Extreme summer thunderstorms are likely causing accelerated damage to the ozone layer over the United States, as the frequency and strength of storms continue to increase, according to a study released Thursday by the journal Science at Harvard University.
Scientists have previously known that strong storms pose a threat to the ozone layer, due to an effect known as water-vapor injections which project H2O high into the stratosphere where it doesn't belong; however, recent studies of storms have revealed that such 'injections' are reaching far higher and at greater capacity than thought possible, and are likely providing conditions for 'rapid ozone destruction.'
“It’s the union between ozone loss and climate change that is really at the heart of this.” The two are now "intimately connected.”"...the rates of those reactions are governed mainly by temperature and the presence of water vapor. If, as expected, storm activity increases owing to global warming, the proportion of water in the stratosphere will increase, leading to accelerating destruction of stratospheric ozone — and an increase in the amount of ultraviolet radiation reaching Earth," writes Nature news.
James G. Anderson, an atmospheric scientist at Harvard and the lead author of the study, said the findings were enough to cause alarm -- considering the increasing rate of extreme storms tied to climate change.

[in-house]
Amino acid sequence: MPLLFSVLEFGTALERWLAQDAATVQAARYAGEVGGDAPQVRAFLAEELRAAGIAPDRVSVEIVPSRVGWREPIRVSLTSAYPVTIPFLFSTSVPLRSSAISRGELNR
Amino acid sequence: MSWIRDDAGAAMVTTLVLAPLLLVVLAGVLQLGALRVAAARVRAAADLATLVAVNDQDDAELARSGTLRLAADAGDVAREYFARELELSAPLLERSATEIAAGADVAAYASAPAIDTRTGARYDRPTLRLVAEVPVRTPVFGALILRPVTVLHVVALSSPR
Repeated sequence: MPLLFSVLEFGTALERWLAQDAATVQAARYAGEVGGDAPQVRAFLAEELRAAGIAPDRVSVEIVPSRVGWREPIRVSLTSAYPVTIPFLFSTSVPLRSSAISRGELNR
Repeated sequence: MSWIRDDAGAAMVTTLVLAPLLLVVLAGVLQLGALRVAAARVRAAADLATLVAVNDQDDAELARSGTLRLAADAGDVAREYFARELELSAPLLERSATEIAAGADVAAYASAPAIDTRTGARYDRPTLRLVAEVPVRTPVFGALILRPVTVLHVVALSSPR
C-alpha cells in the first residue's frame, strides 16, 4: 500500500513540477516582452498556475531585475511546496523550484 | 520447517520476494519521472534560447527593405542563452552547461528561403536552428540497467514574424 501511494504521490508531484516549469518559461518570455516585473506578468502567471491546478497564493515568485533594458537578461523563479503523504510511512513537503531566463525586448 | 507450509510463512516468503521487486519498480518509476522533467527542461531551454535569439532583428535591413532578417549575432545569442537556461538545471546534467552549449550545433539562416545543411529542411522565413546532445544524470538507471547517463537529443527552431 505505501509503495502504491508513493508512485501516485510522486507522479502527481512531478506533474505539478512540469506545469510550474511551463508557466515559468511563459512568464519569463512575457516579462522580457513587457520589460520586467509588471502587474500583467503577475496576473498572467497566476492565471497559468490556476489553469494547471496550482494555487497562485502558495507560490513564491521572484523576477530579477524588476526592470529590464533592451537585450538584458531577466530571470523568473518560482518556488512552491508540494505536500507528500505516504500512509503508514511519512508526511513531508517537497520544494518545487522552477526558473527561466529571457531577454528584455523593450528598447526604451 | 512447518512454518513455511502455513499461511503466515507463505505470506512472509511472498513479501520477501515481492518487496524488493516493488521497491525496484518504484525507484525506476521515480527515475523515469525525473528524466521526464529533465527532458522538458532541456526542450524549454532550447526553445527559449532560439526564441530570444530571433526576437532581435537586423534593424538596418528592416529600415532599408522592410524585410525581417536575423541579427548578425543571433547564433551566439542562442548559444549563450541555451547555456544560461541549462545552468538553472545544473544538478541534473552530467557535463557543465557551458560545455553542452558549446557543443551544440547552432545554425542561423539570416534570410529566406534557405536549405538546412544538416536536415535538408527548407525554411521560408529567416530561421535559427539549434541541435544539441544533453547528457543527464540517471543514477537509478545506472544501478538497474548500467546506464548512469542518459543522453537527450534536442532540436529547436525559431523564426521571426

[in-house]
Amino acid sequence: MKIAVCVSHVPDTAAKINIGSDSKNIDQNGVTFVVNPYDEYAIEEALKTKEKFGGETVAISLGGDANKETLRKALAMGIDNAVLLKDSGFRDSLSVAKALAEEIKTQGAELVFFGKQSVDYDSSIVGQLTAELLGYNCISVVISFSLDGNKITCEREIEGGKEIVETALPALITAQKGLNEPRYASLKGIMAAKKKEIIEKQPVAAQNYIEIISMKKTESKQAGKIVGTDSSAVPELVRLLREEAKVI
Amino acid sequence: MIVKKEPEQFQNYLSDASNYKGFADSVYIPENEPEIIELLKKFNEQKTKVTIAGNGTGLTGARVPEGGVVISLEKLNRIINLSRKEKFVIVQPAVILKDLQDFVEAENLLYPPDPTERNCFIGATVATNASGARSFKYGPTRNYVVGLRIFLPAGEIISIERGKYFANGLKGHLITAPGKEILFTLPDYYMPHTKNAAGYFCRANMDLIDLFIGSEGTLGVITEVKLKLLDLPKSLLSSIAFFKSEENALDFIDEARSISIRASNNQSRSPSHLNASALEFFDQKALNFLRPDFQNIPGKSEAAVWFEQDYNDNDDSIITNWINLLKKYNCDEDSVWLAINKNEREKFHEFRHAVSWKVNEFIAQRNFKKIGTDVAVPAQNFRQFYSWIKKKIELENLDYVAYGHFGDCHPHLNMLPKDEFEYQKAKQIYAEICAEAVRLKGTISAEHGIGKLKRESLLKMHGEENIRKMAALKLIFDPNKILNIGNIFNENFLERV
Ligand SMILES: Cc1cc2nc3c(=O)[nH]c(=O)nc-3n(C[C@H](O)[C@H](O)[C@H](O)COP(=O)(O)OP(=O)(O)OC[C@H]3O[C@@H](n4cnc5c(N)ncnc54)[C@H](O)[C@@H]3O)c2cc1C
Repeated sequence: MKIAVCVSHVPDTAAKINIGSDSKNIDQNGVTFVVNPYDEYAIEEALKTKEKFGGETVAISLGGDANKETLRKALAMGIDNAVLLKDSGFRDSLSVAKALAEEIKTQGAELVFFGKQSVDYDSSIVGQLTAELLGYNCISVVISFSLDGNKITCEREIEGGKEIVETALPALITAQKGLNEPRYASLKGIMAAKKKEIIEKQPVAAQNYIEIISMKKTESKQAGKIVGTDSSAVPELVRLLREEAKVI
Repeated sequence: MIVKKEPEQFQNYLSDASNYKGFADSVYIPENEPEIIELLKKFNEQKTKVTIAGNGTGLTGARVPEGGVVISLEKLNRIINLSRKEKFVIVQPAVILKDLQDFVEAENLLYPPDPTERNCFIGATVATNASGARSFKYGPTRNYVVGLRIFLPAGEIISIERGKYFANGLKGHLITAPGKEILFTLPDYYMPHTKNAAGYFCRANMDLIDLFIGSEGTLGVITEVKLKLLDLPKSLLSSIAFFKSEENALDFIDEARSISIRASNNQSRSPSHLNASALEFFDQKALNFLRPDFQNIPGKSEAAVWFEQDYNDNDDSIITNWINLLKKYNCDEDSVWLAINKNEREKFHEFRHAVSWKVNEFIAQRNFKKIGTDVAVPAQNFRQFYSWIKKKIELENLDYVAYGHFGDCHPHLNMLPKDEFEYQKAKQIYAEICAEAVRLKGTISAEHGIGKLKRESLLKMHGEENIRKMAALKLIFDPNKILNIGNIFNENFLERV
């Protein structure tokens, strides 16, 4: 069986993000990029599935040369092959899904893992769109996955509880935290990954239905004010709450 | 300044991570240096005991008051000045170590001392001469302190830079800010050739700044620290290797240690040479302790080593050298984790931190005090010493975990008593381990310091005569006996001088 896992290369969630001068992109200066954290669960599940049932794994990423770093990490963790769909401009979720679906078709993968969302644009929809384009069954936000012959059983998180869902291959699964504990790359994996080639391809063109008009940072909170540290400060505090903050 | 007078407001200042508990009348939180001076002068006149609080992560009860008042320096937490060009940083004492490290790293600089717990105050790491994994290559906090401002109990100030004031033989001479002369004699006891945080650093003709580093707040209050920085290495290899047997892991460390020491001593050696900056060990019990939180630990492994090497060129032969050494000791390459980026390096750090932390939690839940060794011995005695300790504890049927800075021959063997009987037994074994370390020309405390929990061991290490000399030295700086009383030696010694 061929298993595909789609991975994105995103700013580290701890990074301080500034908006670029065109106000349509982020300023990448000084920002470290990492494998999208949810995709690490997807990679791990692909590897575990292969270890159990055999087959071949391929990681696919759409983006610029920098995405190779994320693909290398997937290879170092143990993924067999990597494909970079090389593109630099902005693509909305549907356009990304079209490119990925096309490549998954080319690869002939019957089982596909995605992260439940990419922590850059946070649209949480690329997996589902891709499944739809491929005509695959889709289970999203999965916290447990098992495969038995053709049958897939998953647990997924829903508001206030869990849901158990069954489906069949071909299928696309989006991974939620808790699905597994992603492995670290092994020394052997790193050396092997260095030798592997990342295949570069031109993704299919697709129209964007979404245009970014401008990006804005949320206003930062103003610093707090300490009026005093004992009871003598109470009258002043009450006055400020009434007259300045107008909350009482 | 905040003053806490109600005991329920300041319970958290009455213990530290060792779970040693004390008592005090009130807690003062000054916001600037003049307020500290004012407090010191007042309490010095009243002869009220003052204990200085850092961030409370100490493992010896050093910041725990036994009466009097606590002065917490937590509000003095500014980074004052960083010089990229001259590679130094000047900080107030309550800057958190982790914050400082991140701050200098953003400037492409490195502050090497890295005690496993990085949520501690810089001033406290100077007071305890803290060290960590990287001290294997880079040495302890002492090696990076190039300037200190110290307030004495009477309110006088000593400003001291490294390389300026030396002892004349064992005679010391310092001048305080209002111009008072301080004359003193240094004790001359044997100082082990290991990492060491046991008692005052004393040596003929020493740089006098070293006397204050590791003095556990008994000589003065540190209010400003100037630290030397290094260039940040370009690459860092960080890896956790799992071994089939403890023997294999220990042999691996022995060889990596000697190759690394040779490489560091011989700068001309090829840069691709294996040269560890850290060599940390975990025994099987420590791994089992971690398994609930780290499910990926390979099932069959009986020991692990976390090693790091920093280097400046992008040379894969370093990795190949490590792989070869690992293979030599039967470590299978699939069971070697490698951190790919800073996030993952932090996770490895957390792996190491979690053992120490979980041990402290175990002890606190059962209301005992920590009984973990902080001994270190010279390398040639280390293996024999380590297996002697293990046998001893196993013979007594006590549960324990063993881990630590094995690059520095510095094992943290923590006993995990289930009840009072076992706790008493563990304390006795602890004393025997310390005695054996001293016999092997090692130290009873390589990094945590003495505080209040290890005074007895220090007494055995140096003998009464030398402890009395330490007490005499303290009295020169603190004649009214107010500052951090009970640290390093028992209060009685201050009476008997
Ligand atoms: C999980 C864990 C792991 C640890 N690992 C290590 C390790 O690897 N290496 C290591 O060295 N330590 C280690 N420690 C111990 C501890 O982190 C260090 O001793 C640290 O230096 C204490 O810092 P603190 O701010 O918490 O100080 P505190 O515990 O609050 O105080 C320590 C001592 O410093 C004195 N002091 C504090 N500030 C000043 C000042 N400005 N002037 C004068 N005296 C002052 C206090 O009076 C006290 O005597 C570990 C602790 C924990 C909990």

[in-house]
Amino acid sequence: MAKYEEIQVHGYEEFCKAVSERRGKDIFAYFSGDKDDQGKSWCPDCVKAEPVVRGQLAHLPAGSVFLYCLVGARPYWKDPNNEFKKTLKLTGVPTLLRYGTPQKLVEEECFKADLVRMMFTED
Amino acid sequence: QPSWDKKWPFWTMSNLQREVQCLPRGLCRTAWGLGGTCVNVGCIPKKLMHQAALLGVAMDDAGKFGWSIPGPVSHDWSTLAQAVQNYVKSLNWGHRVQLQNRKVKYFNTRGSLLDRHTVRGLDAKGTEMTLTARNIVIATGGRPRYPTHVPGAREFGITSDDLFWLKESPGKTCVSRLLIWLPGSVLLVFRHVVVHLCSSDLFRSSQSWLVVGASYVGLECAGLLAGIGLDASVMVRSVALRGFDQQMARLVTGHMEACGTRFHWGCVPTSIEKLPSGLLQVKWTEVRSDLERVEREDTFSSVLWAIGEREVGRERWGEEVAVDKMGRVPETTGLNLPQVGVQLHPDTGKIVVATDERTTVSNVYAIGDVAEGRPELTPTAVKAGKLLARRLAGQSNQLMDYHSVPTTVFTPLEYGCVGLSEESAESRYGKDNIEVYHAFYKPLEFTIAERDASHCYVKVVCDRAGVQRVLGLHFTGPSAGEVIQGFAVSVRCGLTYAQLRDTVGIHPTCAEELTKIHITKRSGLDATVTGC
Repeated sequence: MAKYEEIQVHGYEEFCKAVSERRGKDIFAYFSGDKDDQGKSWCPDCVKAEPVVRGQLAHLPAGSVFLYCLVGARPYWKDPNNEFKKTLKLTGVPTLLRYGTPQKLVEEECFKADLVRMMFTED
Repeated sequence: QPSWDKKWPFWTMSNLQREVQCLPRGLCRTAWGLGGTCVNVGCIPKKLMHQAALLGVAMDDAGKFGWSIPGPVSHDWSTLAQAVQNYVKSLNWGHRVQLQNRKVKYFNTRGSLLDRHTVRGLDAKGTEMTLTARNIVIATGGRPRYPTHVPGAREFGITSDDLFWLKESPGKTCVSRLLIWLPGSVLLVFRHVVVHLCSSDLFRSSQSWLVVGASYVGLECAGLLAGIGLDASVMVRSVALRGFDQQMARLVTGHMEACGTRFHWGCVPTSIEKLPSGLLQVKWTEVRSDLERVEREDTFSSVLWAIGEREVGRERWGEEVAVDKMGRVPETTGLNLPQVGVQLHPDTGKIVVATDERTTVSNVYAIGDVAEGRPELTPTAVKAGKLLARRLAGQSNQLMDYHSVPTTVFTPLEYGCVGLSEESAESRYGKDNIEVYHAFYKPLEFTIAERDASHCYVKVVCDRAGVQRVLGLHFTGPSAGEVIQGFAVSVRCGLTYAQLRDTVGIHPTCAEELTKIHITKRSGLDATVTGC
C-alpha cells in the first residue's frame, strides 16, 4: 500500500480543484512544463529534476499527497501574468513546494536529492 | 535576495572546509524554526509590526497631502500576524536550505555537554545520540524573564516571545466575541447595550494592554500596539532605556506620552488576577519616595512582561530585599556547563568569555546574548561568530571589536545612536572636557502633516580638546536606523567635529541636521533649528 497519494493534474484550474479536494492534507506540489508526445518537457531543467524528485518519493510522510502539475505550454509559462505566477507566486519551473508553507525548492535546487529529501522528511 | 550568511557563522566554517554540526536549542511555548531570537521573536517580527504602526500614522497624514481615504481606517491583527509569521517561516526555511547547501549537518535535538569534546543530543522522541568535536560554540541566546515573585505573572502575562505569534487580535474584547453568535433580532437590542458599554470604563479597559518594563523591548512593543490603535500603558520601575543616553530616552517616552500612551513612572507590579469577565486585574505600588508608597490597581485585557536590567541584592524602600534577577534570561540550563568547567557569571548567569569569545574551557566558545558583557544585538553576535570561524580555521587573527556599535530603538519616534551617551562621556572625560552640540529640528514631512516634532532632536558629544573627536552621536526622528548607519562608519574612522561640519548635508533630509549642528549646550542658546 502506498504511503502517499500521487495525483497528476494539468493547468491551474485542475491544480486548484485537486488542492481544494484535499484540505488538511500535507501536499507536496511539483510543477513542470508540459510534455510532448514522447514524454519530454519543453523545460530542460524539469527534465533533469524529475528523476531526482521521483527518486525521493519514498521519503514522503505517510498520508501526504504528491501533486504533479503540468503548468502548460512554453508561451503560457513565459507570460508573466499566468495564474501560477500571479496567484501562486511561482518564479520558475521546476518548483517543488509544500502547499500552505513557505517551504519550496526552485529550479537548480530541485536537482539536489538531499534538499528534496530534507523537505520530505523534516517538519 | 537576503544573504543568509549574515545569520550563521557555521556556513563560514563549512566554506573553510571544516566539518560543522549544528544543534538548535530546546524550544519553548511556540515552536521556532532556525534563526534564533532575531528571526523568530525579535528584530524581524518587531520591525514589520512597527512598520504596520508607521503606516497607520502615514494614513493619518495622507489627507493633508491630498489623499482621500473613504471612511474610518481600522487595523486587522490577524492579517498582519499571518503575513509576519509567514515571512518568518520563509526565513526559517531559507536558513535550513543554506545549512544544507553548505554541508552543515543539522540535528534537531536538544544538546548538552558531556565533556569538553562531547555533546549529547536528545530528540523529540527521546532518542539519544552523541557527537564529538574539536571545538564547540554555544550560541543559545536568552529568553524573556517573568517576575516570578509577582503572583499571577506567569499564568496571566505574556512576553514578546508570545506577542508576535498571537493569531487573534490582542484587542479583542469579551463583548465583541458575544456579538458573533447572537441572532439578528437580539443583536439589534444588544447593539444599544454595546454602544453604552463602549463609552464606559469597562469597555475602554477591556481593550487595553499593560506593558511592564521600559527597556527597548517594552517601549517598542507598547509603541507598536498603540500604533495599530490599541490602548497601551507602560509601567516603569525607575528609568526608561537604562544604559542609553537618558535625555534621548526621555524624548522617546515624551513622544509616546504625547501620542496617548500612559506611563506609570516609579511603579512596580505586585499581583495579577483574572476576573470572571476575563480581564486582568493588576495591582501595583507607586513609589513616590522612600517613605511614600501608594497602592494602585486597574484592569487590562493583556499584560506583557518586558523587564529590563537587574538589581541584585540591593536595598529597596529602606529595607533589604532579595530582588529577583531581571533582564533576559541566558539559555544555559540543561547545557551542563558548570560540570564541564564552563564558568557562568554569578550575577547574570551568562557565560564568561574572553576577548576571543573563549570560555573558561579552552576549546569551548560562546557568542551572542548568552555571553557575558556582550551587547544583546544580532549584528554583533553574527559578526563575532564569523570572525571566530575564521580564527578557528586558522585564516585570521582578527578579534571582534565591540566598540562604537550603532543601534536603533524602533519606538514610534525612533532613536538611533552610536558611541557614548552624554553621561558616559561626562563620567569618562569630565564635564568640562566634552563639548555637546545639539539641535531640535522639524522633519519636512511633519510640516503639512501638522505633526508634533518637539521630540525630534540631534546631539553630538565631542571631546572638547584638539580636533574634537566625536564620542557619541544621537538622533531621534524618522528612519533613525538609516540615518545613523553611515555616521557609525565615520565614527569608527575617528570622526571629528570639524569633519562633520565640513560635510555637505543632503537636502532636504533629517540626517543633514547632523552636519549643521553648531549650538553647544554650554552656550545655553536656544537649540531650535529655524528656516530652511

“We were shocked,” says Anderson. “Standard, run-of-the-mill Midwestern thunderstorms are far more capable of injecting water vapour into the stratosphere than we once thought.”
“This problem now is of deep concern to me,” Anderson stated. “I never would have suspected this."
“It’s the union between ozone loss and climate change that is really at the heart of this,” he said. The two are now "intimately connected.”
The study also raises questions about geoengineering — the concept of manipulating the environment to mitigate climate change. One method of geoengineering currently being considered would involve pumping sulphate aerosols into the stratosphere to reflect sunlight back into space and cool the planet. But sulphate particles also act as catalysts for ozone-destroying reactions, so such a scheme could speed the reactions. “The worst cocktail you can think of is to inject a combination of sulphur and water into the stratosphere, and that is exactly what would be happening,” says Anderson. “Nature would be injecting the water, and humans would be injecting the sulphates.”